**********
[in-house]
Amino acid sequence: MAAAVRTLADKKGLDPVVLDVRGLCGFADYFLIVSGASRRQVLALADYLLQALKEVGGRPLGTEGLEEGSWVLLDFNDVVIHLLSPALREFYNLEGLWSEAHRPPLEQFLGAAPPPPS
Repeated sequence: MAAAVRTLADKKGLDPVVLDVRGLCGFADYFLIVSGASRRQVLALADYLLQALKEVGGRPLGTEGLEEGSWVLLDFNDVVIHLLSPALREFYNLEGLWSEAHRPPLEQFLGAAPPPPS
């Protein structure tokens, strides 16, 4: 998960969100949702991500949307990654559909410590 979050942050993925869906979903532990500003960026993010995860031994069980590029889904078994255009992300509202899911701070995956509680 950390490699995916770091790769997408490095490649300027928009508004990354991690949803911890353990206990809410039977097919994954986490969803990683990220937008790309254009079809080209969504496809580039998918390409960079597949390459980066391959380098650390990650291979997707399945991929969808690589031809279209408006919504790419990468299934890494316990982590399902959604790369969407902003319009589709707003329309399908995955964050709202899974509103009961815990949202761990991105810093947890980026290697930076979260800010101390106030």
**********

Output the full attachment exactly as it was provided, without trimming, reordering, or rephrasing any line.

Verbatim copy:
[in-house]
Amino acid sequence: MAAAVRTLADKKGLDPVVLDVRGLCGFADYFLIVSGASRRQVLALADYLLQALKEVGGRPLGTEGLEEGSWVLLDFNDVVIHLLSPALREFYNLEGLWSEAHRPPLEQFLGAAPPPPS
Repeated sequence: MAAAVRTLADKKGLDPVVLDVRGLCGFADYFLIVSGASRRQVLALADYLLQALKEVGGRPLGTEGLEEGSWVLLDFNDVVIHLLSPALREFYNLEGLWSEAHRPPLEQFLGAAPPPPS
């Protein structure tokens, strides 16, 4: 998960969100949702991500949307990654559909410590 979050942050993925869906979903532990500003960026993010995860031994069980590029889904078994255009992300509202899911701070995956509680 950390490699995916770091790769997408490095490649300027928009508004990354991690949803911890353990206990809410039977097919994954986490969803990683990220937008790309254009079809080209969504496809580039998918390409960079597949390459980066391959380098650390990650291979997707399945991929969808690589031809279209408006919504790419990468299934890494316990982590399902959604790369969407902003319009589709707003329309399908995955964050709202899974509103009961815990949202761990991105810093947890980026290697930076979260800010101390106030």